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Overall, I gave it 4 out of 5 stars. If you enjoy fairy tales and well-rounded characters, it’s definitely worth picking up. Even if you’re just looking for something different, check it out.

Thoughts on BURNING ROSES

Howdy, howdy! It’s the last Wednesday of September, so you know what that means. It’s book review time! This month, I opted for something on the fairytale side of things. I didn’t realize it was a novella when I requested it, but I’m glad it was something short and entertaining. I’ve been reading too many longer things lately, so it was a nice change of pace. It’s S.L. Huang’s Burning Roses and it was released yesterday (09/29) from Tor/Forge. As usual, I must thank the publisher and NetGalley for giving me access to an ARC in exchange for an honest and unbiased review. Let’s get on with it.

Love the cover.

Burning Roses follows Rosa and Hou Yi, two middle aged women who are the stuff of legends. The problem with being legends is that you have to gain that reputation somehow and that can be misleading, even if it’s all wonder and prestige. Both women are filled with regret and running away from their pasts when they decide to team up and protect their makeshift home from the sunbirds that have started attacking the surrounding area. They don’t expect to make it out alive, but maybe one last adventure can help to resolve some of the regret that plagues them.

I’m going to be completely honest with you. I read this about four weeks ago and have been putting off writing this review purely out of laziness. But what I’ve discovered from my procrastination is that this book is pretty forgettable. I had to skim the first chapter just to remind myself what it’s about. The details came back to me fairly quickly, but I shouldn’t have needed the nudge. I probably won’t remember it at all a year from now. That’s not to say the story is bad (it’s actually really good). It’s just that among the plethora of fairytale retellings, it doesn’t stick out in my mind.

To be fair, this is me with most fairytale retellings.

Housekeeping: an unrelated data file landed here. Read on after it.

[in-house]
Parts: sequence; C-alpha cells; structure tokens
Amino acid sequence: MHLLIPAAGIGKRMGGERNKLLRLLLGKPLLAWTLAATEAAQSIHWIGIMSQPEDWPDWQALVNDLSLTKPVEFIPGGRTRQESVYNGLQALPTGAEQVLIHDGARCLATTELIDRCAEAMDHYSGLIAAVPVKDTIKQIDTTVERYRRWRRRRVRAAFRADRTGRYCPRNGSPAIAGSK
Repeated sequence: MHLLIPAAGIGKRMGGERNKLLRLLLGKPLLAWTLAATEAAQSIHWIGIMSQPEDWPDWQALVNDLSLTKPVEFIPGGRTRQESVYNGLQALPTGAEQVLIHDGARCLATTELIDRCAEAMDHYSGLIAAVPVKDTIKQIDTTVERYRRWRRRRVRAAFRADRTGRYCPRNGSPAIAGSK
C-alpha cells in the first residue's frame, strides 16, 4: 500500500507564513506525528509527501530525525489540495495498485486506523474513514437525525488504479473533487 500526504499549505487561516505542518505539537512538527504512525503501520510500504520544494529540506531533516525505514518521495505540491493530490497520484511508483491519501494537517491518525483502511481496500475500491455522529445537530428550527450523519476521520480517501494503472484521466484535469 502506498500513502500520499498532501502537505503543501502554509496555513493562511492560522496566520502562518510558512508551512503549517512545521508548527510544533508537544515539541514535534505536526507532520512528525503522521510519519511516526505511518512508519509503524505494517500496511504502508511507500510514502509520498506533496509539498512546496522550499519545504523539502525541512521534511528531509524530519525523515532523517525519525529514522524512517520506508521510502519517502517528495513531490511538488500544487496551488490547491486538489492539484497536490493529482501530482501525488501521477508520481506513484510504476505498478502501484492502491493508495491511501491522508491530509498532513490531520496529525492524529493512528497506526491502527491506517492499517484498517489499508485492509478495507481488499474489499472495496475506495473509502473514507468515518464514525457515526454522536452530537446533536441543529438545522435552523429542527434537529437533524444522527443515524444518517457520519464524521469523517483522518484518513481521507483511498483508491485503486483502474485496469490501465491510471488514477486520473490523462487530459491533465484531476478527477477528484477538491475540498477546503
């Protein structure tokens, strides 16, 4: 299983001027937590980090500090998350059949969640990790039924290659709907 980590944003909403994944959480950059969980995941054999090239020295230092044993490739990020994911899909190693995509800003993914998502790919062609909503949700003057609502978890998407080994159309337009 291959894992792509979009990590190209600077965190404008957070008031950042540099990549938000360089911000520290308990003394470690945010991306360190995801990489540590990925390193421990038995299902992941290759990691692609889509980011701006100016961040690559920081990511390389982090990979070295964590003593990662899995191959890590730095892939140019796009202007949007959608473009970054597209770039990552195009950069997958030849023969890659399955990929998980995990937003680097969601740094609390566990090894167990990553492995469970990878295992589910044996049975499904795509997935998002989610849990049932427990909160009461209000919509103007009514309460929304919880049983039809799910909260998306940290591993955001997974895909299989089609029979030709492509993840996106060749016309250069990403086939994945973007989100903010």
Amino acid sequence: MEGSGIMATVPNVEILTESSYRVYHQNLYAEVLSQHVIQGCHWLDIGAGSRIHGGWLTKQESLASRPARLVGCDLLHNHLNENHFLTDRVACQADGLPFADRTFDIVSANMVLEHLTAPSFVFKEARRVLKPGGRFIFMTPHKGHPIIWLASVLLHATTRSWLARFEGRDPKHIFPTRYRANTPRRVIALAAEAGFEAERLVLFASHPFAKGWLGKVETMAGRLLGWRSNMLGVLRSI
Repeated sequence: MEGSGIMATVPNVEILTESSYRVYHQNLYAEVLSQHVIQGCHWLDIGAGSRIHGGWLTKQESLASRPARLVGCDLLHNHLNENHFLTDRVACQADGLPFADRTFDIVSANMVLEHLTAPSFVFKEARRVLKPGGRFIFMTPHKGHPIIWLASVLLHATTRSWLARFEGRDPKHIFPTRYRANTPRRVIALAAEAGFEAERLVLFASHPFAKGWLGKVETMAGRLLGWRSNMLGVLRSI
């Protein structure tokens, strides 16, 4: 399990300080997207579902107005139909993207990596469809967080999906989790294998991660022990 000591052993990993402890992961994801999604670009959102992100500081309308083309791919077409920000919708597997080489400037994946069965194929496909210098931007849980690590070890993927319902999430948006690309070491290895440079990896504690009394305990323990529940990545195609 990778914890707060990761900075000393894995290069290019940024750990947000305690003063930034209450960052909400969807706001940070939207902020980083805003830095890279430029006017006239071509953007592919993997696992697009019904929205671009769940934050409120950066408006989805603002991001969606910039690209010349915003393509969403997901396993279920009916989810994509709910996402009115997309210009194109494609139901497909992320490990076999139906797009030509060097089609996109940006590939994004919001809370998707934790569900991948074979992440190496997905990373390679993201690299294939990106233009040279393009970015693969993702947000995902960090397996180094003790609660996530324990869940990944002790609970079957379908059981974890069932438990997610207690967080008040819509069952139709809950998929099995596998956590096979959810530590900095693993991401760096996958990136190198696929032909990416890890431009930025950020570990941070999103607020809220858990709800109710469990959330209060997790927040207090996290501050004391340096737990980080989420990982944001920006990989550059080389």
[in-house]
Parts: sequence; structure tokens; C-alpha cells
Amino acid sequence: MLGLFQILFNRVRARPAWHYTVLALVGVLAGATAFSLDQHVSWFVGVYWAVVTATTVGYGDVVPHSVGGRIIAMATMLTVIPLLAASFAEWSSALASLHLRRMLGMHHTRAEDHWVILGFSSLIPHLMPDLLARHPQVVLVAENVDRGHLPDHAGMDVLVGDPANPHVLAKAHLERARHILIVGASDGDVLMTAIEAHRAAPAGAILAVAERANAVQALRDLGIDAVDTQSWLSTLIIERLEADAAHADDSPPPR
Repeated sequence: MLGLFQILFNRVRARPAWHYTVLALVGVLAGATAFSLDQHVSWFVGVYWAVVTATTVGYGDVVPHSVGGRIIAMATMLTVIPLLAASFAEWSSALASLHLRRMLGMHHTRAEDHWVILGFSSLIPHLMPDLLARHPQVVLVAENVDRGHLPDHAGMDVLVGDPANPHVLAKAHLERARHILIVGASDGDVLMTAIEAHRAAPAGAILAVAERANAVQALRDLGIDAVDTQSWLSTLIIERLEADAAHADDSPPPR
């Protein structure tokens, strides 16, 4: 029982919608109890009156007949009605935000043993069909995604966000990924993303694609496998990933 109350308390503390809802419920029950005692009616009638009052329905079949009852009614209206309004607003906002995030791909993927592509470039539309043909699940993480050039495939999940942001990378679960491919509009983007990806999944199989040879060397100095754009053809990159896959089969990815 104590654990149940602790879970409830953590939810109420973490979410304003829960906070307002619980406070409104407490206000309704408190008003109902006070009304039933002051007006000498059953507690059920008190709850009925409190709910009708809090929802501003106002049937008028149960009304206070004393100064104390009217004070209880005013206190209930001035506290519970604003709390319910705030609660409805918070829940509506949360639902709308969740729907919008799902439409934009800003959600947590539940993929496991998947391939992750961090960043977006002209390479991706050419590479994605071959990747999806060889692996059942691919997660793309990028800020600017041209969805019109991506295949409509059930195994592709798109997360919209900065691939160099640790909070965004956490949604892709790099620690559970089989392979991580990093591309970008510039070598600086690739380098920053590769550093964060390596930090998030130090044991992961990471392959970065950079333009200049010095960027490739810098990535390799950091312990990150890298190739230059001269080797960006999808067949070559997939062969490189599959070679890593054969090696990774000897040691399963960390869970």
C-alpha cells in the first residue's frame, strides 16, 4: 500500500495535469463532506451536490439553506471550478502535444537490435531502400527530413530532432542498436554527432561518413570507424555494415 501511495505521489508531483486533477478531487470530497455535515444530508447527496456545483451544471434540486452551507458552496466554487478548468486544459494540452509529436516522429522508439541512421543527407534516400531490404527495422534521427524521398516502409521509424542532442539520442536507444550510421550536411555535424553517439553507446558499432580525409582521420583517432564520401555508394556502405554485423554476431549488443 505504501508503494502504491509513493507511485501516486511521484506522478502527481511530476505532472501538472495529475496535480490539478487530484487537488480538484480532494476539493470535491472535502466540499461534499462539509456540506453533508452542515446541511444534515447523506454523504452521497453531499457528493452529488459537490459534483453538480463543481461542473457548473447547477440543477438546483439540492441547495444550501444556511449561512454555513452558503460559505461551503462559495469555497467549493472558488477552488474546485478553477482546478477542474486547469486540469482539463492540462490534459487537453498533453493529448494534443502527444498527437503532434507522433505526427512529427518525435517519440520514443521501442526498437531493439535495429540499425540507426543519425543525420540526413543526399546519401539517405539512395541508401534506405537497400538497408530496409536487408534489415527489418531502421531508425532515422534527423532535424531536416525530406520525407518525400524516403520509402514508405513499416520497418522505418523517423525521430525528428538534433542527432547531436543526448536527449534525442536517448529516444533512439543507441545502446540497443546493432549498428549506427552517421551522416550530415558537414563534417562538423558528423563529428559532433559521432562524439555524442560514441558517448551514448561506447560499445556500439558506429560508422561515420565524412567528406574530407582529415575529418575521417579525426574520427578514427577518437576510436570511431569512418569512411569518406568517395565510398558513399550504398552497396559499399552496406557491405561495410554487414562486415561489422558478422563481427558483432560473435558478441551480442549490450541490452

The fairytales. This is a mash-up of Little Red Riding Hood (Rosa) and Hou Yi the Archer from Chinese mythology which I’m not familiar with at all. Goldilocks and the Three Bears and Beauty and the Beast are also mixed in for good measure. I also feel like there might have been some others I wasn’t familiar with, like maybe the thing with the dragon. But the way they were all blended together made for a really nice story of family tragedy and toxic friendships and all consuming obsessions and, of course, love. I really enjoy how the story pulls enough from the originals to make them recognizable, but twists and weaves them into something new.

The story itself. This is a nice read. I took a few days to get through it, but at around 80 pages it could easily have been done in one sitting. The way their pasts unfold, mingled in with the present story is lovely. My only complaint is the same one I have with most novellas: the story feels incomplete. There’s a finality to it, but there’s also this gaping hole where we don’t get to see the end of Rosa’s story. It’s weird how it seems to start out as Rosa’s story, then shifts to Hou Yi’s story during which we get her ending, but it never shifts back to give us a satisfying ending for Rosa. Maybe that’s another story, but it doesn’t really feel like something that would require another book.

Basically.

The writing is lovely. It’s not super poetic, but there’s this nice rhythm that carries you through the story. The imagery is deliberate and helps bring the story to life. It’s a smooth read.

Ultimately, I really enjoyed Burning Roses while I was reading it. Despite the unsatisfactory ending and the forgettableness of it, I’ll definitely keep an eye out for more stories by S.L. Huang.

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Overall, I gave it 4 out of 5 stars (3.5 really, but I rounded up). If you enjoy fairytale retellings, it’s worth a look. And it’s short enough that even if it’s not your cup of tea, you’re not wasting too much time.

Thoughts On THE NIGHT COUNTRY